How does co-sleeping affect my baby?

James McKenna, PhD, shares the evidence and benefits that co-sleeping with parents can have on a baby
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How does co-sleeping affect my baby?

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There probably is not one single variable that ordinarily is studied in the context of infant sleep and/or maternal sleep that is not changed in the bed sharing environment. The sensory proximity actually asserts a physiological regulatory effort, a mutual regulatory effect on the mother´s heart rate and on the baby´s heart rate, on breathing patterns, on apnea patterns, the baby´s blood pressure, the mother´s blood pressure, how many times she breastfeeds, how many times she awakens, both in terms of short little transient arousals and in terms of actually prolonged awakenings that are associated with breastfeeding. There is an entire cascade of hormonal events that affect the mother, such as the production of Oxytocin and Prolactin precipitated by the fact that her baby is breastfeeding more frequently. Similarly, in so far as the baby´s body is concerned, the baby´s production of estrogen and neurotransmitters are completely affected. In so far as the mother´s motivation, her feelings, what might be considered her psychological interpretation, it is very much influenced by the cascading effects of this wonderful hormone called Oxytocin and the neurotransmitters that have the mother interpret what is happening to her as being satisfying and/or something that makes her happy. That so many variables are so extraordinarily affected by the mother sleeping next to her baby is really evidence, further evidence, of the fact that we have never up to presently understood the normative experiences of the human baby when they sleep.

James McKenna, PhD, shares the evidence and benefits that co-sleeping with parents can have on a baby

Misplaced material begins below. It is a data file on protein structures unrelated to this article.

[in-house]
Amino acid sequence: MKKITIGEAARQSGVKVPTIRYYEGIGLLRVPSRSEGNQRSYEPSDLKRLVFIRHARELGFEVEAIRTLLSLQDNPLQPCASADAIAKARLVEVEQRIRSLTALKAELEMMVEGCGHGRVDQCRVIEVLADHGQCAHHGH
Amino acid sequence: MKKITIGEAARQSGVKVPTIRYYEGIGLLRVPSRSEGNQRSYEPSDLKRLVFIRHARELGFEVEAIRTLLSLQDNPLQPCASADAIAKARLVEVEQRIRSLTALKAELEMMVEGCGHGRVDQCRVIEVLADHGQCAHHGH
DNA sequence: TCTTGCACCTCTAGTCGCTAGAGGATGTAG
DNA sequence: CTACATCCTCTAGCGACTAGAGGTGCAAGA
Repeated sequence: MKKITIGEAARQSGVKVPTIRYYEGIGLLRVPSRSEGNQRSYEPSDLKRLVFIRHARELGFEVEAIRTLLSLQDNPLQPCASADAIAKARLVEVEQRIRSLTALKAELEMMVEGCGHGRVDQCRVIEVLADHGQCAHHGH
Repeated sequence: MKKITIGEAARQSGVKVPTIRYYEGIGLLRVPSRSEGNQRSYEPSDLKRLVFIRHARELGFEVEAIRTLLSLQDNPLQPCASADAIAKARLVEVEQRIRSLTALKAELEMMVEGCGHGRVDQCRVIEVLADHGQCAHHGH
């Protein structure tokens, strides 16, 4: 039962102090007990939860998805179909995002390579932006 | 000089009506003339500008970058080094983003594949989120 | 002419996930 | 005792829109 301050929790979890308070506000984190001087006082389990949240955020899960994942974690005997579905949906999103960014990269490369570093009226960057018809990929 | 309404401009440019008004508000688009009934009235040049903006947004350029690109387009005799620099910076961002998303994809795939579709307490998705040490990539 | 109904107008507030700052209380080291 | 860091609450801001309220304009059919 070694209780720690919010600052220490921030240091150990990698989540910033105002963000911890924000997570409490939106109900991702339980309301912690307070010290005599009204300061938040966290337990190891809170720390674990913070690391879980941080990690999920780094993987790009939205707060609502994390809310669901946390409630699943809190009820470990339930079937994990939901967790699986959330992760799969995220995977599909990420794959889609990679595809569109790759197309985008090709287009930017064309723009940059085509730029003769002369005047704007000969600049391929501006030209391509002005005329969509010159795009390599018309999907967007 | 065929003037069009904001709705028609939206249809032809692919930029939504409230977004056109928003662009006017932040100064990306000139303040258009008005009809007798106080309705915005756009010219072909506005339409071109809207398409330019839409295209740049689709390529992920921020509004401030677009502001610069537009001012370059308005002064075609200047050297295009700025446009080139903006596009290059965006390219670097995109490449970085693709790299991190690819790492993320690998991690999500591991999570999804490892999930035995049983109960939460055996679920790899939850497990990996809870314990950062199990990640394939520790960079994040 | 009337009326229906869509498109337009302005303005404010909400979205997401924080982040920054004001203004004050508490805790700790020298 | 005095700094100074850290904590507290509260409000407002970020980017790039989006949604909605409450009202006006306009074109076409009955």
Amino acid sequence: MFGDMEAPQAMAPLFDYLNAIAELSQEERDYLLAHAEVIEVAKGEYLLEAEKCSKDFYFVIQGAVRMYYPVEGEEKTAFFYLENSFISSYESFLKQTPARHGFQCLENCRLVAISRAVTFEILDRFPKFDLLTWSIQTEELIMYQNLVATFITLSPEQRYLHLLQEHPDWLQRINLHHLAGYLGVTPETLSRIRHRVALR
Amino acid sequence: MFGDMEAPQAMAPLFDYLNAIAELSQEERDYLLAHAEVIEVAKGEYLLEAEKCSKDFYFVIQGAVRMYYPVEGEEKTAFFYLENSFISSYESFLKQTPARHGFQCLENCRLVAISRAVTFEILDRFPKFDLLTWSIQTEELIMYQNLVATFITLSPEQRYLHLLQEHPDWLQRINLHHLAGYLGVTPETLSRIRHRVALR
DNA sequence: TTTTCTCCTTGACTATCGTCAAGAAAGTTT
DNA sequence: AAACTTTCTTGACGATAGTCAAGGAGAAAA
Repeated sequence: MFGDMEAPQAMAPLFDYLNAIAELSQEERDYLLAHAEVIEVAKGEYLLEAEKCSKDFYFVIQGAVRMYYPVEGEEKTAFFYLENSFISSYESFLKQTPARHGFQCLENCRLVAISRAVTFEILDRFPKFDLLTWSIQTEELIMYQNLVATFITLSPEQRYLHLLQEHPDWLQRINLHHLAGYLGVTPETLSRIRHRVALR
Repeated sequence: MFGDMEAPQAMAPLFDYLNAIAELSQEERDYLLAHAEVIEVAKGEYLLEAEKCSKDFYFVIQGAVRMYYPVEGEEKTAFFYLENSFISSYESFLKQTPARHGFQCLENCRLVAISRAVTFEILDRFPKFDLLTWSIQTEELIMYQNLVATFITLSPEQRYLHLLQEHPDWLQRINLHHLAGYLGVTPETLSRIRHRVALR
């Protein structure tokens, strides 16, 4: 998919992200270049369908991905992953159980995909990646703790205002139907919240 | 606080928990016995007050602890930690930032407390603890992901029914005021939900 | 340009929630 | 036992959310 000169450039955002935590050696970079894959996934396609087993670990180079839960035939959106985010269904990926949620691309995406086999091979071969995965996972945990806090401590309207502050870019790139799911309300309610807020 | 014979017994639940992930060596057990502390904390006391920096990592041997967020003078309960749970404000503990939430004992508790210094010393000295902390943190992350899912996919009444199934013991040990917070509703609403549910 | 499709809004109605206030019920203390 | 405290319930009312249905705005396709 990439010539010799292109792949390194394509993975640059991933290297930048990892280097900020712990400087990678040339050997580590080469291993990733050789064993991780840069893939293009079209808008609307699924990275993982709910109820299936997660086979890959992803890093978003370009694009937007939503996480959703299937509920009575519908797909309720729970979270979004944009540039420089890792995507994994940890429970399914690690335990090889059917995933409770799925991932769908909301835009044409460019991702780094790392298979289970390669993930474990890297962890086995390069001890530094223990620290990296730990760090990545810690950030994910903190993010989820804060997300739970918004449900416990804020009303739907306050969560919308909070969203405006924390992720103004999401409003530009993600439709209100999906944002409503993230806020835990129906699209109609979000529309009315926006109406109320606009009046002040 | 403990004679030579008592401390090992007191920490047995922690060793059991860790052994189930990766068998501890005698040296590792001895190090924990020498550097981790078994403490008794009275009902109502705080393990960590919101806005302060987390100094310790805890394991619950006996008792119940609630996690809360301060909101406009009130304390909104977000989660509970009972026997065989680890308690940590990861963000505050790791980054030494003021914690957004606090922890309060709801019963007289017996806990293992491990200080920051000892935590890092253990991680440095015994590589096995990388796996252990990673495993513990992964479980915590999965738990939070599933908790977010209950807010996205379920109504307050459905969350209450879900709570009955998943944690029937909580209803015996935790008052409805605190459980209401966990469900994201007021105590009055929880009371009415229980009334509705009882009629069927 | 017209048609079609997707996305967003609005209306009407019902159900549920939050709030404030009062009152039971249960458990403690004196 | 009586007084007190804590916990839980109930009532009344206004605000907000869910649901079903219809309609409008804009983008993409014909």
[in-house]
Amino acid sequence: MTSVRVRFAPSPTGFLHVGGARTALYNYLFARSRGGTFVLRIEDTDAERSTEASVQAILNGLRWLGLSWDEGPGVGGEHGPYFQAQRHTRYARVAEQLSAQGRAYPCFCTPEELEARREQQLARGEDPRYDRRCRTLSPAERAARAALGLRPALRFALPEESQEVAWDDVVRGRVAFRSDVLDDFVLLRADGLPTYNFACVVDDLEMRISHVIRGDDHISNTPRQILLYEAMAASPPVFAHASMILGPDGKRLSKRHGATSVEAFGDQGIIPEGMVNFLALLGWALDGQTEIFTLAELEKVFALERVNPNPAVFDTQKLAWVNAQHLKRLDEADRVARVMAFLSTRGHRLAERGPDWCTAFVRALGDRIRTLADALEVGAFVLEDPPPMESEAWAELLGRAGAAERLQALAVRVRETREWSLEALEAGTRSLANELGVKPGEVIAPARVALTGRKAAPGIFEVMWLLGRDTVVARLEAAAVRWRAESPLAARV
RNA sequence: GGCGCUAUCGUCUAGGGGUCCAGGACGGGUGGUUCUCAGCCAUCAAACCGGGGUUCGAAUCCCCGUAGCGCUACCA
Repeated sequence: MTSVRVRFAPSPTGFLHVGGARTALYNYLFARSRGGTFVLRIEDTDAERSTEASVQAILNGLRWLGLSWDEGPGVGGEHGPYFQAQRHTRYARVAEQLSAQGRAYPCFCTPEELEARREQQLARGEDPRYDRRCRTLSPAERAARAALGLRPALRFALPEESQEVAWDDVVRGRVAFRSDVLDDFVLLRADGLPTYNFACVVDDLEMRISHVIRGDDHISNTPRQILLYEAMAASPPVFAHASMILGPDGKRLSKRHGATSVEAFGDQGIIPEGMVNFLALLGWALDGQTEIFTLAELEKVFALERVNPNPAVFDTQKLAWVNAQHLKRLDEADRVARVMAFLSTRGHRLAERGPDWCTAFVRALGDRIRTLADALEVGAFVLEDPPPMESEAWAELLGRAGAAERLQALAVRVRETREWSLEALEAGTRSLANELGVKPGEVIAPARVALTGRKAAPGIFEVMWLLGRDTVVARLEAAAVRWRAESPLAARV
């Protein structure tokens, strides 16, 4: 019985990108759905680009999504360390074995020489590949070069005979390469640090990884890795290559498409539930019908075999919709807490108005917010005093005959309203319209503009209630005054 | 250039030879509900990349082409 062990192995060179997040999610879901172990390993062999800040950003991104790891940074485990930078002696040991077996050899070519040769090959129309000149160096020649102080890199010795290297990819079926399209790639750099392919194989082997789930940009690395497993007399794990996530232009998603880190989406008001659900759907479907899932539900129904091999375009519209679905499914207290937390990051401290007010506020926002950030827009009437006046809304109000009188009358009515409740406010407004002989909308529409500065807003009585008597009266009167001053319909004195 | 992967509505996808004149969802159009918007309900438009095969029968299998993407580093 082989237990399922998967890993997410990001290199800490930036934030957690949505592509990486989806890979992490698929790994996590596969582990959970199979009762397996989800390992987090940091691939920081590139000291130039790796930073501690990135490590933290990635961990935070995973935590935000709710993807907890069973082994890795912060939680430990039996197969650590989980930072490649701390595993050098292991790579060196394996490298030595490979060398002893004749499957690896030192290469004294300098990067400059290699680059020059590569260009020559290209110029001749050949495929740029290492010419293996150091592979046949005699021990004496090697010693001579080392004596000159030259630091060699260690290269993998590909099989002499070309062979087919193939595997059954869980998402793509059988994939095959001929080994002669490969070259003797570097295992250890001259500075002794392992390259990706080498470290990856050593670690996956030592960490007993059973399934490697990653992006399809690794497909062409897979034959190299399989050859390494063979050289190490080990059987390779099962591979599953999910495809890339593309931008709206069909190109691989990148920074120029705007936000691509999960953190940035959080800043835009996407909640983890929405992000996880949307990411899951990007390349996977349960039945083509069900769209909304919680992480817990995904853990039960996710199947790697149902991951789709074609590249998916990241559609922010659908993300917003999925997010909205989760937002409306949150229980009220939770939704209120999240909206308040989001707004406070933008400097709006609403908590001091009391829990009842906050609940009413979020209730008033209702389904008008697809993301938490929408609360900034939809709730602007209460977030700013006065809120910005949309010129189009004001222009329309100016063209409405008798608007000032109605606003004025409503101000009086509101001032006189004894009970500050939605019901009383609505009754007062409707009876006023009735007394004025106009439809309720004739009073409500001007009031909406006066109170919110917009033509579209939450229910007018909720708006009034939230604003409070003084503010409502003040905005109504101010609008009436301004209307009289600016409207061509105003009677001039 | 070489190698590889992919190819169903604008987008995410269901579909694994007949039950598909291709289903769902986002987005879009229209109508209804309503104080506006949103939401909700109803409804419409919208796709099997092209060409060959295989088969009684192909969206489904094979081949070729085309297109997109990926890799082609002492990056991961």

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James McKenna, PhD

Anthropologist & Author

Professor James J. McKenna is recognized as the world’s leading authority on mother-infant co-sleeping, in relationship to breastfeeding and SIDS. In recognition of his work in 2009 he was admitted as a Fellow into the select body of the American Association for the Advancement of Science, the world's most prestigious scientific society. That same year and in recognition of his extensive work with television, radio, and print media he received from the American Anthropological Association the “2008 Anthropology In The Media Award” one of the top three awards presented to anthropologists by the association in recognition of his distinguished work in educating the public to the importance of anthropological concepts. He received his undergraduate degree in anthropology from the University of California, Berkeley in 1970, his Master's Degree from San Diego State University in 1972, and his PhD in biological anthropology from the University of Oregon, Eugene, in 1975. Professor McKenna has published over 139 refereed scientific articles in diverse medical and anthropological journals on co-sleeping, breastfeeding, evolutionary medicine and SIDS, and both here and abroad he gives over 20 lectures especially to pediatric groups and parents. Here in the United States he remains one of the primary spokesperson to the media on issues pertaining to sleeping arrangements, nighttime breast-feeding and SIDS prevention. He has also published two monographs on SIDS and infant sleep, and co-edited two books:  Evolutionary Medicine and Evolutionary Medicine And Health: New Perspectives. His first trade book for parents was published in 2008 entitled: Sleeping With Your Baby: A Parents Guide To Co-Sleeping, and was recently translated and available in Spanish and Dutch.

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